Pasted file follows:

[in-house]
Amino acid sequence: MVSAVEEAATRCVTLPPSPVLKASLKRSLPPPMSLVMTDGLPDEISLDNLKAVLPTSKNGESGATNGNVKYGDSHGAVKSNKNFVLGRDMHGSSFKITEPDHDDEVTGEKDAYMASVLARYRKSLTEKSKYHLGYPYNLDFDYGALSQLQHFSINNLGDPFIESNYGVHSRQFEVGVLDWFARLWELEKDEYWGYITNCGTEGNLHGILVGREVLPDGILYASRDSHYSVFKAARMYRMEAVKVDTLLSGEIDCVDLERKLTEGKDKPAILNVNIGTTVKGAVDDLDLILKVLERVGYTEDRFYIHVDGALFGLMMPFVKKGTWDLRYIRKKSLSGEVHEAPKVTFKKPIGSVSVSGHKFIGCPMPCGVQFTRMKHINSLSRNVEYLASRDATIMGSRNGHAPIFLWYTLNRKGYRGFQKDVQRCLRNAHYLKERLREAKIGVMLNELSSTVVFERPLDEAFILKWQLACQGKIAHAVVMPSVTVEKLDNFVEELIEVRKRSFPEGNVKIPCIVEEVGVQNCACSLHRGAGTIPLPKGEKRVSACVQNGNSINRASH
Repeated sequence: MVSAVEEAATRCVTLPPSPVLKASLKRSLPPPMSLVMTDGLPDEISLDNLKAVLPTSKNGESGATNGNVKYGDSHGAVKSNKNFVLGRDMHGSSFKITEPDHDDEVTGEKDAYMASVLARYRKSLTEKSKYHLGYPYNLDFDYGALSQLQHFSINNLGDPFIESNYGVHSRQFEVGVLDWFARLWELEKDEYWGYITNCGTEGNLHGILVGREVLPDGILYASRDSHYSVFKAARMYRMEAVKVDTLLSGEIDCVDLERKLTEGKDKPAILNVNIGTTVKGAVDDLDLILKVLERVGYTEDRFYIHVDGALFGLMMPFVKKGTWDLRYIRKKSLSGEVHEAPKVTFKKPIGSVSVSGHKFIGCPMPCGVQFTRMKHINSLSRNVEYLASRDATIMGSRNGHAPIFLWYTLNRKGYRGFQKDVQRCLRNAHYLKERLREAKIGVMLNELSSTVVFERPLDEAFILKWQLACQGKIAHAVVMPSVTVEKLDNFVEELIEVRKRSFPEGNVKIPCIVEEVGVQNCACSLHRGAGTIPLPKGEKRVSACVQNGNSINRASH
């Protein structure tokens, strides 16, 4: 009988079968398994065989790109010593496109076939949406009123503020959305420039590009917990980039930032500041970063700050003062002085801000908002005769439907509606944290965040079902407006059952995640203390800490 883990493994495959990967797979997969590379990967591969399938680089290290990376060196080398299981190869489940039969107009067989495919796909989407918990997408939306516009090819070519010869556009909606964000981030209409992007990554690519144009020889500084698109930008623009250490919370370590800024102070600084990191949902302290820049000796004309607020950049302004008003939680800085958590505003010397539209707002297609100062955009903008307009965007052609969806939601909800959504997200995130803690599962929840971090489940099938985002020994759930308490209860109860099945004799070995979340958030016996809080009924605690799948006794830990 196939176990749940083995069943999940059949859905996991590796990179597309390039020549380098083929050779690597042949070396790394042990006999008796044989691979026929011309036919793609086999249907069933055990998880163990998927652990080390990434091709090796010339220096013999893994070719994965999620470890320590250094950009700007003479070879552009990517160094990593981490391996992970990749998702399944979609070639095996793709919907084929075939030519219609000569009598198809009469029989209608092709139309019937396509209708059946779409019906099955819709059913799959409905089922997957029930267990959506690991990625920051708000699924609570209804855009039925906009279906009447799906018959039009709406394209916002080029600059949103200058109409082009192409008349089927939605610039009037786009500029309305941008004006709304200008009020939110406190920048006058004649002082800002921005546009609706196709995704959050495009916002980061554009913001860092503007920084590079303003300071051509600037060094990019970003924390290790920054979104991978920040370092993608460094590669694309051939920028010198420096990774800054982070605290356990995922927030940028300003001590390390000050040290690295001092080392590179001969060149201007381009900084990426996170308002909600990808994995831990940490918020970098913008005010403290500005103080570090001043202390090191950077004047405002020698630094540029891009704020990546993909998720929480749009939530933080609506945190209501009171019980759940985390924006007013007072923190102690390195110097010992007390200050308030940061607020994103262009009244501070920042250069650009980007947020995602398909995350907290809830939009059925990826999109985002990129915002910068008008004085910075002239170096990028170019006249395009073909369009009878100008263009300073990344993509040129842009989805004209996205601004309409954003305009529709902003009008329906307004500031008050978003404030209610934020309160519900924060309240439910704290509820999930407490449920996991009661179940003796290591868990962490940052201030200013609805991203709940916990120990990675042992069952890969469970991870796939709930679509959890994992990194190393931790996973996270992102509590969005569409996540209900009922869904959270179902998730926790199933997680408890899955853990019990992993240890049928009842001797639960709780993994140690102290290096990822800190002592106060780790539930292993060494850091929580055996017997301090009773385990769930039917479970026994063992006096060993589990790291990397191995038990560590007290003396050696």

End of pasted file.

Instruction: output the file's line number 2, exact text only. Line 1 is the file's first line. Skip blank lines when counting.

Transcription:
Amino acid sequence: MVSAVEEAATRCVTLPPSPVLKASLKRSLPPPMSLVMTDGLPDEISLDNLKAVLPTSKNGESGATNGNVKYGDSHGAVKSNKNFVLGRDMHGSSFKITEPDHDDEVTGEKDAYMASVLARYRKSLTEKSKYHLGYPYNLDFDYGALSQLQHFSINNLGDPFIESNYGVHSRQFEVGVLDWFARLWELEKDEYWGYITNCGTEGNLHGILVGREVLPDGILYASRDSHYSVFKAARMYRMEAVKVDTLLSGEIDCVDLERKLTEGKDKPAILNVNIGTTVKGAVDDLDLILKVLERVGYTEDRFYIHVDGALFGLMMPFVKKGTWDLRYIRKKSLSGEVHEAPKVTFKKPIGSVSVSGHKFIGCPMPCGVQFTRMKHINSLSRNVEYLASRDATIMGSRNGHAPIFLWYTLNRKGYRGFQKDVQRCLRNAHYLKERLREAKIGVMLNELSSTVVFERPLDEAFILKWQLACQGKIAHAVVMPSVTVEKLDNFVEELIEVRKRSFPEGNVKIPCIVEEVGVQNCACSLHRGAGTIPLPKGEKRVSACVQNGNSINRASH